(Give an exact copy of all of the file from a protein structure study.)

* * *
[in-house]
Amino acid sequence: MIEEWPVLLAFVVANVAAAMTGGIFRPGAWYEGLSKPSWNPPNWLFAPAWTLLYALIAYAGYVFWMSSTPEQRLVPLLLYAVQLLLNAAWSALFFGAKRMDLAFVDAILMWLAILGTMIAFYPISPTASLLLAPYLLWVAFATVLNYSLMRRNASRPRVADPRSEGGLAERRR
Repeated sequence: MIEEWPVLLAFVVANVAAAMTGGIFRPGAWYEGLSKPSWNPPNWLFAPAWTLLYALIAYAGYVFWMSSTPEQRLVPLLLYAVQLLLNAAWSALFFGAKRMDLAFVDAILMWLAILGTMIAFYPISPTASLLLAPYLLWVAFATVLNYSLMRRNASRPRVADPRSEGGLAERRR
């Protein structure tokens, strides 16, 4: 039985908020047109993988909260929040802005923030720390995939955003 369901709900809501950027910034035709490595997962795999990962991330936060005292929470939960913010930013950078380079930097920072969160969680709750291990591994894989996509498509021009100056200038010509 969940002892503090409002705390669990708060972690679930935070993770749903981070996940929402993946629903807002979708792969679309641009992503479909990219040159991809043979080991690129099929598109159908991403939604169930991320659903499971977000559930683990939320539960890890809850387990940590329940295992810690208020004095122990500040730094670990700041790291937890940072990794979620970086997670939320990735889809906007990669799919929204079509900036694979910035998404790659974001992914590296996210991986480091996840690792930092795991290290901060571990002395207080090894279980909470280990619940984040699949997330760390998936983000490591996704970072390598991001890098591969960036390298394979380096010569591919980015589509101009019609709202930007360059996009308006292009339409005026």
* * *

[in-house]
Amino acid sequence: MIEEWPVLLAFVVANVAAAMTGGIFRPGAWYEGLSKPSWNPPNWLFAPAWTLLYALIAYAGYVFWMSSTPEQRLVPLLLYAVQLLLNAAWSALFFGAKRMDLAFVDAILMWLAILGTMIAFYPISPTASLLLAPYLLWVAFATVLNYSLMRRNASRPRVADPRSEGGLAERRR
Repeated sequence: MIEEWPVLLAFVVANVAAAMTGGIFRPGAWYEGLSKPSWNPPNWLFAPAWTLLYALIAYAGYVFWMSSTPEQRLVPLLLYAVQLLLNAAWSALFFGAKRMDLAFVDAILMWLAILGTMIAFYPISPTASLLLAPYLLWVAFATVLNYSLMRRNASRPRVADPRSEGGLAERRR
């Protein structure tokens, strides 16, 4: 039985908020047109993988909260929040802005923030720390995939955003 369901709900809501950027910034035709490595997962795999990962991330936060005292929470939960913010930013950078380079930097920072969160969680709750291990591994894989996509498509021009100056200038010509 969940002892503090409002705390669990708060972690679930935070993770749903981070996940929402993946629903807002979708792969679309641009992503479909990219040159991809043979080991690129099929598109159908991403939604169930991320659903499971977000559930683990939320539960890890809850387990940590329940295992810690208020004095122990500040730094670990700041790291937890940072990794979620970086997670939320990735889809906007990669799919929204079509900036694979910035998404790659974001992914590296996210991986480091996840690792930092795991290290901060571990002395207080090894279980909470280990619940984040699949997330760390998936983000490591996704970072390598991001890098591969960036390298394979380096010569591919980015589509101009019609709202930007360059996009308006292009339409005026």